Endgame following Bishop’s Gambit: J. Polgar-Barua, 1993 Biel Interzonal
Two days ago, I said the Bishop’s Gambit is the preference of Fischer and Polgar when they opt for 1. e4 e5 2. f4.
I use those games to illustrate something about gambit play that a lot of cowards don’t understand: Often, you get the pawn back. And when you have that regained that pawn you sacrificed in the opening, you’re left with whatever interest you accrued during the term of the loan. Sometimes interest gained is a bit of extra time heading into the endgame, which becomes huge, because that’s when time matters most. (In other words, sometimes you play an opening pawn sacrifice, then regain the pawn. That levels the material imbalance, while you maintain advantages in time and space, and to elaborate on this, I spent seven hours talking about how other teachers talk about positional imbalances.)
I say that if you want to “play bad chess well”, you have to like endgames, and it’s for just that reason. Sometimes the investment you make in the opening doesn’t show interest gained until late, so you’d better be able to play that phase better than your opponents do. Because you want to show them that this style of play works when you play the right way. You have to play tactics well, because it’s tactics that decide 99 percent of the games between amateurs. And you have to play endgames well, because … you have to play endgames well.
If you want to be good, you must play endgames well. There is no avoiding them. You want to be the player who judges middlegames better, because you recognize which endings to head toward, and which endings to steer away from. Let your endgame savvy guide your middlegame play, and if you feel you must study openings, you can study openings with a view toward the types of endgames that arise.
It’s odd for me to think that I need to take a few paragraphs to talk about who Judit Polgar is. Judit is the youngest of three sisters whose primary subject in Budapest homeschooling was chess. Their father was conducting an experiment in education M His premise was that geniuses could be made if their learning is specialized from the start, and it was very, very successful.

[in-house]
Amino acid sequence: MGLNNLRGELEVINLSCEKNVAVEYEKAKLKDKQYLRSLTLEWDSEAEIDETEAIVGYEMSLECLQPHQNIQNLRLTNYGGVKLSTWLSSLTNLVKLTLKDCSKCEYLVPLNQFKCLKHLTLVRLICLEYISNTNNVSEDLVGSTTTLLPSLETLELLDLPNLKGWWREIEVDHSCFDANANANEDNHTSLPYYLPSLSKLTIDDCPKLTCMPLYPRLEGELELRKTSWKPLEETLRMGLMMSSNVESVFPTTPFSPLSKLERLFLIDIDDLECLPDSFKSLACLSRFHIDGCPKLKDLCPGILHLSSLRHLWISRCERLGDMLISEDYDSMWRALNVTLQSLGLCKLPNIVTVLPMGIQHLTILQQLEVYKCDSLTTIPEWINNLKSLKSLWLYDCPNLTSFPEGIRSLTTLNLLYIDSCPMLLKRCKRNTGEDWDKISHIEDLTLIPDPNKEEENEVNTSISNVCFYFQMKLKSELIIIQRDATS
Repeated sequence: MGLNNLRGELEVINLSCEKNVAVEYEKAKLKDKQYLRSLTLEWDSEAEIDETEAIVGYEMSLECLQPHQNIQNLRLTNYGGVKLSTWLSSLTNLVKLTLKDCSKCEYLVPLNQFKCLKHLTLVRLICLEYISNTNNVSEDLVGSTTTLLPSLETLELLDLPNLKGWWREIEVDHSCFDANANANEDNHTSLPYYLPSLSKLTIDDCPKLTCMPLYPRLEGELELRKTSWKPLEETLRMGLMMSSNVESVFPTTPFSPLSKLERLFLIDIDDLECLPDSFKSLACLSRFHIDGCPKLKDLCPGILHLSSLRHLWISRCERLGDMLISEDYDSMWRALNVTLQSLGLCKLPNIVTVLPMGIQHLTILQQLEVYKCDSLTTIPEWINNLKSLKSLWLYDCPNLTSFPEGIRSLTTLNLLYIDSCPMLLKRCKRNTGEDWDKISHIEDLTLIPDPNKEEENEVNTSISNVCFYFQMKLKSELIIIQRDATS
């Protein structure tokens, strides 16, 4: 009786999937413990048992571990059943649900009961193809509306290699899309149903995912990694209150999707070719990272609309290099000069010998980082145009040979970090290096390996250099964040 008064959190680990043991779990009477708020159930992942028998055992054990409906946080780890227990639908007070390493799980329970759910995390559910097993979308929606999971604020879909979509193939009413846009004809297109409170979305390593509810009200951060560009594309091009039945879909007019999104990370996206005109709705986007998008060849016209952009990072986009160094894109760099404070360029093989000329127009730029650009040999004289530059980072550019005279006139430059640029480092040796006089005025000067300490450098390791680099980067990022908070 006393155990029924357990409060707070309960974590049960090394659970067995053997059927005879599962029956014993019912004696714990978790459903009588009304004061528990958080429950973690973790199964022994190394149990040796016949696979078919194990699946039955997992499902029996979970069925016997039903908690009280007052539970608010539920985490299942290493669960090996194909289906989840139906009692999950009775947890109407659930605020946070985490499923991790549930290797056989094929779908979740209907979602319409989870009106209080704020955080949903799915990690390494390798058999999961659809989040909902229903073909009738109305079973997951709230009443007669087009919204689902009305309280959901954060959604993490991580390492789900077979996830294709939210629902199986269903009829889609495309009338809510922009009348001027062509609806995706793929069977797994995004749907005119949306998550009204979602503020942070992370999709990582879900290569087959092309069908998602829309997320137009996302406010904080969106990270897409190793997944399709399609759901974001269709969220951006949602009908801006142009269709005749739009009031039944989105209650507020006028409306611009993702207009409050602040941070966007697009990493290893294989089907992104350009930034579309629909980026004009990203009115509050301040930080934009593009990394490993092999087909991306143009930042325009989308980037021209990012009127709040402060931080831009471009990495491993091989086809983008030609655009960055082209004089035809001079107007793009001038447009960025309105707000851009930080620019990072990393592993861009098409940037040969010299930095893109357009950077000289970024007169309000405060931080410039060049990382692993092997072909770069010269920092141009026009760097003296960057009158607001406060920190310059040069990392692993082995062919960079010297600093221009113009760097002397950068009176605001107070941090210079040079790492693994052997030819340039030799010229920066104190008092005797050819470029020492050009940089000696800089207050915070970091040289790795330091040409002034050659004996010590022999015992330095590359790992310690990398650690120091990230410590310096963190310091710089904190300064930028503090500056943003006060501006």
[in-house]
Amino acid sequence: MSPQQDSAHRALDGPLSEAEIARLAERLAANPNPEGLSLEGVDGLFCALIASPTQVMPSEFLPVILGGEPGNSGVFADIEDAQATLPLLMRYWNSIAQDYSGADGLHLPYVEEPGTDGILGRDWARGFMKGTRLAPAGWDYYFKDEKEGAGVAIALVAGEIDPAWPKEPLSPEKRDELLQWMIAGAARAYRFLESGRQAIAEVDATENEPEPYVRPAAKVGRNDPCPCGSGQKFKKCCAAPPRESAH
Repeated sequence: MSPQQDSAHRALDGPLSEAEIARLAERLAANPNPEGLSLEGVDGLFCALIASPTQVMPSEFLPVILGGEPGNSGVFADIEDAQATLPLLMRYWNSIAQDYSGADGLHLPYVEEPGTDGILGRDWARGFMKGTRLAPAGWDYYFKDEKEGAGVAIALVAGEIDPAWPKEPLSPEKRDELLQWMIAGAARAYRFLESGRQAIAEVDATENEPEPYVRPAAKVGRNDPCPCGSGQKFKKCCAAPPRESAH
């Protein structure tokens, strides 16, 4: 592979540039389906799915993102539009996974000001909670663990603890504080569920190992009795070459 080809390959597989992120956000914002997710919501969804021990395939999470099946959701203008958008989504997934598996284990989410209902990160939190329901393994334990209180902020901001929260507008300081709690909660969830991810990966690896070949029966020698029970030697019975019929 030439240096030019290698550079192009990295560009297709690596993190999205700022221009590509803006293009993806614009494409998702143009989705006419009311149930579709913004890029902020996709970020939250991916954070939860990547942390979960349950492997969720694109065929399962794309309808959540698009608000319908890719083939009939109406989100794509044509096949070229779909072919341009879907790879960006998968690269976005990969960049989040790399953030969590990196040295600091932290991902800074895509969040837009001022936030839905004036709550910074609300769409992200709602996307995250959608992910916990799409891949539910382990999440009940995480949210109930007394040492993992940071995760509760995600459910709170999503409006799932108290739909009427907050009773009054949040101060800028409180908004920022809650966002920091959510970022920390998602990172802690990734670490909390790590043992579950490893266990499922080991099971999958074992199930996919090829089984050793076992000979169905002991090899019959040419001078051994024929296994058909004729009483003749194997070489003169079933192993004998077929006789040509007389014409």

Eldest sister Zsuzsa (we call her Susan, she directs the Susan Polgar Institute for Chess Excellence at Texas Tech; b. 1969) was the highest-rated female in the world at 15, earned the grandmaster title at 22, and won the world championship in 1996.
Judit, the youngest (b. 1976) surpassed Susan’s accomplishments, earning the GM title at 15 (breaking Fischer’s record as ‘youngest grandmaster’), and rising as high as #8 in the world ranks in 2005.
In 1993, J. Polgar was the first female to qualify for an interzonal (the winners of which were named candidates to challenge the world champion). She finished tied for 2nd, narrowly missing the candidates’ matches; this game is from that event in Biel, Switzerland.
The following year, she was invited to the annual Linares International Chess Tournament. At the time, these events in Spain were the world’s premier grandmaster tournaments. During her game against world champion Kasparov, he was caught on tape changing his mind about a knight move after releasing the piece, and moving it to a different square.
If you’ve ever worked with kids playing chess, you know that even if a kid doesn’t know how the pieces move, the kid does know to have a cow about enforcing the touch move rule. We’re talking about the First Rule of Chess Decorum (“A player who takes back a move is no better than a common criminal, and should not be allowed into your home” is a quote I’ve attributed to Purdy, but I can’t provide a source … because I don’t know where any of my books are), and the world champion played against that rule.
Polgar, who was 17, and playing against the top player in the world, decided not to disturb the peace (though she threw the referee a questioning look, and he did nothing). She and Kasparov had words after the game, things got awkward, neither played up to par for the remainder of the tournament, and there were ill feelings for about three years. It was a big deal, because at times, each was the most-talked-about chessplayer in the world.
Now they’re both retired from chess, historic figures, living legends. Kasparov toils as a political activist. Polgar married a veterinarian, raises two children.